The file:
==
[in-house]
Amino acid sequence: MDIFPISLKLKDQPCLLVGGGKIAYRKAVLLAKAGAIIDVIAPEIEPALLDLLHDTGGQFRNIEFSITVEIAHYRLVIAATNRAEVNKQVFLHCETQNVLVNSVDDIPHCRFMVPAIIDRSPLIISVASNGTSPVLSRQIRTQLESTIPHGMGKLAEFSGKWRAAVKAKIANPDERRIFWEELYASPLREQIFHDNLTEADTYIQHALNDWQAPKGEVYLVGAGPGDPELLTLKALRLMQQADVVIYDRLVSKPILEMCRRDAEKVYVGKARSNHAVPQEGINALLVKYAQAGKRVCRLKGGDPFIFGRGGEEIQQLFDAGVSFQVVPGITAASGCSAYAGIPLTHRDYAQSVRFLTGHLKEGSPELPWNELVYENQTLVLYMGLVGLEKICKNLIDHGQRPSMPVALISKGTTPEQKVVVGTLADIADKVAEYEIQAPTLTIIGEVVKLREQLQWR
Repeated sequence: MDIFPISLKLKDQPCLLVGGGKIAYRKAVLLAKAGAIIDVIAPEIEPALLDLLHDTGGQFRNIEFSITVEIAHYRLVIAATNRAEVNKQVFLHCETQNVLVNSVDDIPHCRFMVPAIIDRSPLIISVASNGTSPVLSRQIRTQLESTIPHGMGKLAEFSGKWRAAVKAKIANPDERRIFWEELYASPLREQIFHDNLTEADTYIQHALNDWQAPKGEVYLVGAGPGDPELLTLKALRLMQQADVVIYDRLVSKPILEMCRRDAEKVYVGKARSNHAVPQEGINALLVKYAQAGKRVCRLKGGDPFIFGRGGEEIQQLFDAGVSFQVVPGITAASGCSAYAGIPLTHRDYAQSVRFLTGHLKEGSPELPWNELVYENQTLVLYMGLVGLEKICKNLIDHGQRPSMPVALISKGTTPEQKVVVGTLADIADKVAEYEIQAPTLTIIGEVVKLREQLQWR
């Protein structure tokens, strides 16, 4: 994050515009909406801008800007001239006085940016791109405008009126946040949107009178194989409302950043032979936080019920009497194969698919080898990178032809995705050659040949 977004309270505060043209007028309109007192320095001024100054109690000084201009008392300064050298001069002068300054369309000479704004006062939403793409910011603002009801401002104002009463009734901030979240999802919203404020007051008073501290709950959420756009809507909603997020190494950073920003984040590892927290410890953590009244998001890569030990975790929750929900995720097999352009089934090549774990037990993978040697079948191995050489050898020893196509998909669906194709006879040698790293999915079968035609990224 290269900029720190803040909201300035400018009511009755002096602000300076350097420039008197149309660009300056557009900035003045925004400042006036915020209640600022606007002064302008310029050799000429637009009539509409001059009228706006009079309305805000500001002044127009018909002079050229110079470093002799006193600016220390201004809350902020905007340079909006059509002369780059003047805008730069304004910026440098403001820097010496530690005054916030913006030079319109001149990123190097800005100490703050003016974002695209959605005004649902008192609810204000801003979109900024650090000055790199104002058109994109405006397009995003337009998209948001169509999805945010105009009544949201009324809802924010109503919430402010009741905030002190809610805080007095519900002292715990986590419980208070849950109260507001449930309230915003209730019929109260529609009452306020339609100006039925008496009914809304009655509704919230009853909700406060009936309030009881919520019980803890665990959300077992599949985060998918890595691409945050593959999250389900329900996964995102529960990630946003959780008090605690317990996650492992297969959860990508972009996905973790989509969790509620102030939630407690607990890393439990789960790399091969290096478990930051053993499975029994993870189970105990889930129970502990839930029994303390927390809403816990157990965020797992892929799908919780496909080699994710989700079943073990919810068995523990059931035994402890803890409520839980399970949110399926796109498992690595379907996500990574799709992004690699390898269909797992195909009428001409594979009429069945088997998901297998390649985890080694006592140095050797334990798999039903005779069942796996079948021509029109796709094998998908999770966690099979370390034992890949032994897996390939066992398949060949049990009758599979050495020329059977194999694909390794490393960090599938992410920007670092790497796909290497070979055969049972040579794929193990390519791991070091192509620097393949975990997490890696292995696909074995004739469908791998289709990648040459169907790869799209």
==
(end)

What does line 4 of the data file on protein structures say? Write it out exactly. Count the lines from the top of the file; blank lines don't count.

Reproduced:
């Protein structure tokens, strides 16, 4: 994050515009909406801008800007001239006085940016791109405008009126946040949107009178194989409302950043032979936080019920009497194969698919080898990178032809995705050659040949 977004309270505060043209007028309109007192320095001024100054109690000084201009008392300064050298001069002068300054369309000479704004006062939403793409910011603002009801401002104002009463009734901030979240999802919203404020007051008073501290709950959420756009809507909603997020190494950073920003984040590892927290410890953590009244998001890569030990975790929750929900995720097999352009089934090549774990037990993978040697079948191995050489050898020893196509998909669906194709006879040698790293999915079968035609990224 290269900029720190803040909201300035400018009511009755002096602000300076350097420039008197149309660009300056557009900035003045925004400042006036915020209640600022606007002064302008310029050799000429637009009539509409001059009228706006009079309305805000500001002044127009018909002079050229110079470093002799006193600016220390201004809350902020905007340079909006059509002369780059003047805008730069304004910026440098403001820097010496530690005054916030913006030079319109001149990123190097800005100490703050003016974002695209959605005004649902008192609810204000801003979109900024650090000055790199104002058109994109405006397009995003337009998209948001169509999805945010105009009544949201009324809802924010109503919430402010009741905030002190809610805080007095519900002292715990986590419980208070849950109260507001449930309230915003209730019929109260529609009452306020339609100006039925008496009914809304009655509704919230009853909700406060009936309030009881919520019980803890665990959300077992599949985060998918890595691409945050593959999250389900329900996964995102529960990630946003959780008090605690317990996650492992297969959860990508972009996905973790989509969790509620102030939630407690607990890393439990789960790399091969290096478990930051053993499975029994993870189970105990889930129970502990839930029994303390927390809403816990157990965020797992892929799908919780496909080699994710989700079943073990919810068995523990059931035994402890803890409520839980399970949110399926796109498992690595379907996500990574799709992004690699390898269909797992195909009428001409594979009429069945088997998901297998390649985890080694006592140095050797334990798999039903005779069942796996079948021509029109796709094998998908999770966690099979370390034992890949032994897996390939066992398949060949049990009758599979050495020329059977194999694909390794490393960090599938992410920007670092790497796909290497070979055969049972040579794929193990390519791991070091192509620097393949975990997490890696292995696909074995004739469908791998289709990648040459169907790869799209």